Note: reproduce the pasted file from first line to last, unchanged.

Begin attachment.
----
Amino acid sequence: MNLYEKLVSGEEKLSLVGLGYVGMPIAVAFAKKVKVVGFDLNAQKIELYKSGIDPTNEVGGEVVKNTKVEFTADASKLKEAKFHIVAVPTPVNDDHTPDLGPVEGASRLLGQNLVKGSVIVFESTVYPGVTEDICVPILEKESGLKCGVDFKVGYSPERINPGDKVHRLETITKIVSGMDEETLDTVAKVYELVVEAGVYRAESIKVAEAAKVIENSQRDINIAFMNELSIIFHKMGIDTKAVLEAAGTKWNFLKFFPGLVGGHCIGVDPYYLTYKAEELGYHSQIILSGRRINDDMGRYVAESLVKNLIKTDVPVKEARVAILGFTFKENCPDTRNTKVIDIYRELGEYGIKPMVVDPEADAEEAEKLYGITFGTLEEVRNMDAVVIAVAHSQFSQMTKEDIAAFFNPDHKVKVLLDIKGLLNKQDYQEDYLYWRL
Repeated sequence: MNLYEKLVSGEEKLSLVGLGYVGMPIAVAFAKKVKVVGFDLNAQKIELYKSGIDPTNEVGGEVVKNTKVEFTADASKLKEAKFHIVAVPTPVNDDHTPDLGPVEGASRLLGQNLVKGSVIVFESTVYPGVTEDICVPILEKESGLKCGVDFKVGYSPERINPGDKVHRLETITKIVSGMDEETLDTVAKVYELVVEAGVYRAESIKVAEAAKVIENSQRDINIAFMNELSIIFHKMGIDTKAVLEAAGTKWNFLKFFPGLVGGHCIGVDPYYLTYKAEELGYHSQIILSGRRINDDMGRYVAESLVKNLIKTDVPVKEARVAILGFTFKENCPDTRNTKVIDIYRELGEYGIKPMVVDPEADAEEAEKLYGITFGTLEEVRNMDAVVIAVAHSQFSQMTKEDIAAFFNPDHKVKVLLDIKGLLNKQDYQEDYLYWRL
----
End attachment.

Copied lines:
Amino acid sequence: MNLYEKLVSGEEKLSLVGLGYVGMPIAVAFAKKVKVVGFDLNAQKIELYKSGIDPTNEVGGEVVKNTKVEFTADASKLKEAKFHIVAVPTPVNDDHTPDLGPVEGASRLLGQNLVKGSVIVFESTVYPGVTEDICVPILEKESGLKCGVDFKVGYSPERINPGDKVHRLETITKIVSGMDEETLDTVAKVYELVVEAGVYRAESIKVAEAAKVIENSQRDINIAFMNELSIIFHKMGIDTKAVLEAAGTKWNFLKFFPGLVGGHCIGVDPYYLTYKAEELGYHSQIILSGRRINDDMGRYVAESLVKNLIKTDVPVKEARVAILGFTFKENCPDTRNTKVIDIYRELGEYGIKPMVVDPEADAEEAEKLYGITFGTLEEVRNMDAVVIAVAHSQFSQMTKEDIAAFFNPDHKVKVLLDIKGLLNKQDYQEDYLYWRL
Repeated sequence: MNLYEKLVSGEEKLSLVGLGYVGMPIAVAFAKKVKVVGFDLNAQKIELYKSGIDPTNEVGGEVVKNTKVEFTADASKLKEAKFHIVAVPTPVNDDHTPDLGPVEGASRLLGQNLVKGSVIVFESTVYPGVTEDICVPILEKESGLKCGVDFKVGYSPERINPGDKVHRLETITKIVSGMDEETLDTVAKVYELVVEAGVYRAESIKVAEAAKVIENSQRDINIAFMNELSIIFHKMGIDTKAVLEAAGTKWNFLKFFPGLVGGHCIGVDPYYLTYKAEELGYHSQIILSGRRINDDMGRYVAESLVKNLIKTDVPVKEARVAILGFTFKENCPDTRNTKVIDIYRELGEYGIKPMVVDPEADAEEAEKLYGITFGTLEEVRNMDAVVIAVAHSQFSQMTKEDIAAFFNPDHKVKVLLDIKGLLNKQDYQEDYLYWRL